Drinking Water to Lose Weight

Water is a key nutrient which is absolutely indispensable for the body in order for it to burn body fat, and thereby, imbibing water for the purpose of losing weight can be a vital factor in a program for weight loss. In fact, it is an interesting fact that our bodies are constituted of 55 to 75 percent water, and we require absolutely all of it for the necessary chemical reactions in the physiological processes the body needs to undergo in order to burn off calories, as well as fat. Also, water facilitates the removing of waste by-products (which ensue from the breaking down of fat) from the body. It can happen, thus, that when dehydration occurs and there is insufficient water in order to dilute or water down the waste products which the body needs to excrete, kidney stones may be formed. Then the liver needs to help the kidney with its basic functions, which in turn puts a burden on it, and as a consequence, it may function inadequately for its other roles. The consequence of this is that it reflects negatively on weight loss due to the fact that one of the main functions of this important organ is to burn off fat.

Does research support the fact that imbibing water helps lose weight?

It has been proven that those who drink six and a half cups of water a day (or 52 ounces) ingest 200 less calorie per day, which, mathematically, would mean losing some 20 pounds per year. One of the reasons for this may be that a feeling of hunger may sometimes be misinterpreted as a craving for food, but it may well be an indication of dehydration, as this is the case of confusing hunger for thirst. Thus, researchers have reported that water consumption really does increase the rate at which calories are burned.

What are the signs of dehydration?

  1. A dry mouth.
  2. Dark urine or an insufficient production of it.
  3. Frequent cramps in various body parts.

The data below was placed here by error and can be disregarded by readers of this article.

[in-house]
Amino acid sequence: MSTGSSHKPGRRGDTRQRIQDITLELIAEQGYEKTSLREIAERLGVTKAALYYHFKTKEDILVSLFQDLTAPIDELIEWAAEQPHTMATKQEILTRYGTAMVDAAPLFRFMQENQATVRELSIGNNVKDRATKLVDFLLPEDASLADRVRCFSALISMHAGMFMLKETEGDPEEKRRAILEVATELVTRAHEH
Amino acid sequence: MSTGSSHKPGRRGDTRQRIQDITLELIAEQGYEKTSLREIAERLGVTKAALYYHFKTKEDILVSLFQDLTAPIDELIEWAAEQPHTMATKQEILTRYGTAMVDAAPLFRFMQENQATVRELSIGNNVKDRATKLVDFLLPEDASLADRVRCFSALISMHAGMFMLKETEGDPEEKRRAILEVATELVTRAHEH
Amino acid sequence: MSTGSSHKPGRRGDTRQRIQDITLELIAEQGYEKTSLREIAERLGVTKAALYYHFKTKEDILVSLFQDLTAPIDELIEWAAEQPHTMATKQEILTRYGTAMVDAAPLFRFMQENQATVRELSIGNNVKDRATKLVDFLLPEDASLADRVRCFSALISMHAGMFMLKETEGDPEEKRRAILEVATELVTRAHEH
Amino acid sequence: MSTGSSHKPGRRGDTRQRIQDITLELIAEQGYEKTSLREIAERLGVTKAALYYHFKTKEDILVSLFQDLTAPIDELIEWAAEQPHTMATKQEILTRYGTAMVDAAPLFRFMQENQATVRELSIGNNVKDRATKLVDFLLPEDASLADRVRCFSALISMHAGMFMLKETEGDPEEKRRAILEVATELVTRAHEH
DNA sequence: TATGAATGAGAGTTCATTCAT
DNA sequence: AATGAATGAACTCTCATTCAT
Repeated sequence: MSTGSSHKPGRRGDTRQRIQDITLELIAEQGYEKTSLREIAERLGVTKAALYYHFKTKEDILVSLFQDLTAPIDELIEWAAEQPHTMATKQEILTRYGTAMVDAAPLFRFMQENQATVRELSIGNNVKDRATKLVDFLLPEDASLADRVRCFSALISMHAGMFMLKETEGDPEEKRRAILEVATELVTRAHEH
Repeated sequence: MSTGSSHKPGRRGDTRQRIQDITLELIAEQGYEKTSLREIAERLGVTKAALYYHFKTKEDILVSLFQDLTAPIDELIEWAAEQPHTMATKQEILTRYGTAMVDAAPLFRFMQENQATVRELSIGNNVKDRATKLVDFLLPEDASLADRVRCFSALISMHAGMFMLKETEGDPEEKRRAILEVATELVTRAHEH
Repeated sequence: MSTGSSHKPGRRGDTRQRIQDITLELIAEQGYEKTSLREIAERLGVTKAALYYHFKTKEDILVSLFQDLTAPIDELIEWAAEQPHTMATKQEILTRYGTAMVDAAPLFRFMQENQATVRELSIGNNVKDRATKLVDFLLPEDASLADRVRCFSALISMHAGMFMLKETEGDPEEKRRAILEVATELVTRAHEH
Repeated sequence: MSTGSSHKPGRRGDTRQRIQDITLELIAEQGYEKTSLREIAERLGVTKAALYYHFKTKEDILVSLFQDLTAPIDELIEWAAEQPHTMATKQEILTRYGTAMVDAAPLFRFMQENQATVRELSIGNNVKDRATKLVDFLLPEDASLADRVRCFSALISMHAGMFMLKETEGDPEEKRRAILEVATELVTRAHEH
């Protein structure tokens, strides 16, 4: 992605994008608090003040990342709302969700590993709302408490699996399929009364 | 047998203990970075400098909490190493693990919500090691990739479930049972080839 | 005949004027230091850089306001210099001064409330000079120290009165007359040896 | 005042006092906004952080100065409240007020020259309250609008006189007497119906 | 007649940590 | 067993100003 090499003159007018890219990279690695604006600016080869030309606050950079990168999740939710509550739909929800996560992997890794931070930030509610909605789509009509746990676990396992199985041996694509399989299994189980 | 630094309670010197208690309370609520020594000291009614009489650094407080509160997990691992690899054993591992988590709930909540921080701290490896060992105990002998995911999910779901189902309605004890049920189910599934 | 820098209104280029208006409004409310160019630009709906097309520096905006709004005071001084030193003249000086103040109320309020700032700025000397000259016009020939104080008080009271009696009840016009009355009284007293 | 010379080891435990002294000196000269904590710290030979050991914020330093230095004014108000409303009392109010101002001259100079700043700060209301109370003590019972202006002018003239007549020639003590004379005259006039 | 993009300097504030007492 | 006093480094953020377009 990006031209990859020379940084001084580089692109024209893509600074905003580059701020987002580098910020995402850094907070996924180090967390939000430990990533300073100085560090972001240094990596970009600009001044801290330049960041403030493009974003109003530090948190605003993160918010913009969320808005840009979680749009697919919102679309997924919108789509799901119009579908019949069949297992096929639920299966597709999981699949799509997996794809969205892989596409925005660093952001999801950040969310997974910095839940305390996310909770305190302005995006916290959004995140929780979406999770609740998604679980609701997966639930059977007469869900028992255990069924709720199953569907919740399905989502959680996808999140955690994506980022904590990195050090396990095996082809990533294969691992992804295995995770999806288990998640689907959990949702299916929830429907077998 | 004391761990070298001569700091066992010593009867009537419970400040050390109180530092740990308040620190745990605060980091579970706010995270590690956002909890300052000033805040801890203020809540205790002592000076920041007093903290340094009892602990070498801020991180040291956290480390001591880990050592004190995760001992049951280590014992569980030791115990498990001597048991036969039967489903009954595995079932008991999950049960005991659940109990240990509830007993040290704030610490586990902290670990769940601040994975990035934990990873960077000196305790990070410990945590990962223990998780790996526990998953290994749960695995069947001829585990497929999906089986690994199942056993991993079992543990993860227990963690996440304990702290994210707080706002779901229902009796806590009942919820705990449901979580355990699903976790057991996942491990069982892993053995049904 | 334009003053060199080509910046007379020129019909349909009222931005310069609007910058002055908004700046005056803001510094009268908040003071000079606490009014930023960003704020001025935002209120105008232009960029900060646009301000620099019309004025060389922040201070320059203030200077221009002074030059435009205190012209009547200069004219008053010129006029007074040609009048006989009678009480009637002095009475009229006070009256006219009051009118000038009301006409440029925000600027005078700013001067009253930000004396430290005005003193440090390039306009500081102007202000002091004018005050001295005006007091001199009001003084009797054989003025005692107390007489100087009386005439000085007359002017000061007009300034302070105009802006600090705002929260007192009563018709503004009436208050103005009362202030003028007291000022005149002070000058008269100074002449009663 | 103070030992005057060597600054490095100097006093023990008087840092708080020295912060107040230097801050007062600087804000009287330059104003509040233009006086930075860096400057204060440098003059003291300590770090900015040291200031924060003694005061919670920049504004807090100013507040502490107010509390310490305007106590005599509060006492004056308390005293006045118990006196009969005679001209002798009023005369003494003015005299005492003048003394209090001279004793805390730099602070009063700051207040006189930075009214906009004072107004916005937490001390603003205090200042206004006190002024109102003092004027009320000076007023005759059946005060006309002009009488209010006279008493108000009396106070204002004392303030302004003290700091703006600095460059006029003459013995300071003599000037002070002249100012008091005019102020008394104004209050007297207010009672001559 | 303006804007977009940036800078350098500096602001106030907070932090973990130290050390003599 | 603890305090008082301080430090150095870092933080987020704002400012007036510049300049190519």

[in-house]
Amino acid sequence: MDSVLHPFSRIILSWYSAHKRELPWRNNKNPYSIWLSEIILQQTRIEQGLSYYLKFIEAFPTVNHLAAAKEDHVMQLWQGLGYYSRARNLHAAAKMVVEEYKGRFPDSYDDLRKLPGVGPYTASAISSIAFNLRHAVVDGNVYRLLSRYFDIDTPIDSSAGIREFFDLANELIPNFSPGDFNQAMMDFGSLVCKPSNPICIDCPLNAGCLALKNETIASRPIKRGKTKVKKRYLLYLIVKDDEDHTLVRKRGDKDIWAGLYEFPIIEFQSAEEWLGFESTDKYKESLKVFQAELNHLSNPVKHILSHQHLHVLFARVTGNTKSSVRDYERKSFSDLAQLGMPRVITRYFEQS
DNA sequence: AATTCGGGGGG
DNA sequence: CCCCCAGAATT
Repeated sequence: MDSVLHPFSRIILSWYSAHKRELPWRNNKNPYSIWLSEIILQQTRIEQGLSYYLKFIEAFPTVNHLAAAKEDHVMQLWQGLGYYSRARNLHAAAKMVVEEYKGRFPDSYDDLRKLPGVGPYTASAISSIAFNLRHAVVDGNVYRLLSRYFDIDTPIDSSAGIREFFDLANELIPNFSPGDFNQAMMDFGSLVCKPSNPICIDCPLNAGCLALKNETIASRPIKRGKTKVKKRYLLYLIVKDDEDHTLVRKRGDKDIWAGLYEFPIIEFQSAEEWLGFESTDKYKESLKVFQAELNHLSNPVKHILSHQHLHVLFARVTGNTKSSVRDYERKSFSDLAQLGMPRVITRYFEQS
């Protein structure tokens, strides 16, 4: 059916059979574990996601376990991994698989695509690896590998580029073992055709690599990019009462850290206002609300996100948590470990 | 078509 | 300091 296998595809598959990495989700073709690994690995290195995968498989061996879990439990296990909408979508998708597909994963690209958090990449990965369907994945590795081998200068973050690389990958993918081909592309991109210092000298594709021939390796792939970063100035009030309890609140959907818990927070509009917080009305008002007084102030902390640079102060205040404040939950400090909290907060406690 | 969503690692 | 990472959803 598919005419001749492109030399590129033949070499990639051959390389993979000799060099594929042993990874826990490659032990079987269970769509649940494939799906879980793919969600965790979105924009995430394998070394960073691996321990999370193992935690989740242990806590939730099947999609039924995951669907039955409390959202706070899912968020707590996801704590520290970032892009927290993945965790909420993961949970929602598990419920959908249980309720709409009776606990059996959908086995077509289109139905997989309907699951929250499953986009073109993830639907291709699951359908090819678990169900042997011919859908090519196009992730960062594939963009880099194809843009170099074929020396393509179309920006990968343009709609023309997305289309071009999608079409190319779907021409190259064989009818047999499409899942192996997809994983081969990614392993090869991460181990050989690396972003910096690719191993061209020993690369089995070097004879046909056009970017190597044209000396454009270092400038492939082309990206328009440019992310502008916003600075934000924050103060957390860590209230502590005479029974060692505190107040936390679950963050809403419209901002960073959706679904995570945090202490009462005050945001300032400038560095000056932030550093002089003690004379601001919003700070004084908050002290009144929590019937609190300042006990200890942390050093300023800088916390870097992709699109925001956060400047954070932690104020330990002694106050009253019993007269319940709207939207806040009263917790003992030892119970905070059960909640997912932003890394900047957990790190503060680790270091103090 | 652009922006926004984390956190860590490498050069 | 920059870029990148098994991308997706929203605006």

4. Dizziness during workouts.
  5. Varying energy during working out.

What does water retention imply exactly?

The retaining of water can be caused by raised levels of sodium in the diet and for women, changes in the menstrual cycles. There is a myth or falsehood about drinking a lot of water – that it may make us feel bloated and as a consequence, heavier, but this is, as we said, an untruth. Quite on the contrary, the flushing out of waste products is more effective if we imbibe lots of water. Thus, drinking loads of water with help lose weight.

How much water is enough?

Some 12 cups of water are recommended per day, although 8 cups are more realistic (or 64 ounces). We suggest a gradual increase of water, and every 3 weeks, the intake of water can be increased by one cup.

Thus, drinking water does raise the metabolic rate levels. However, studies have shown that this increase is different in men and in women. With men, burning down more fat causes an increase in the metabolic rate, while in women, the increased breaking down of carbohydrates results in an increase in the metabolic rate.

The controversy.

Some researchers have estimated that during one year, someone who raises their water consumption by 1.5 liters per day could burn off some 17,400 calories, and invoke a weight loss of around five pounds. However, others allege that up to 70% of the increase in the metabolic rate cannot be accredited to drinking water, and thus it seems that there is a need for larger studies.

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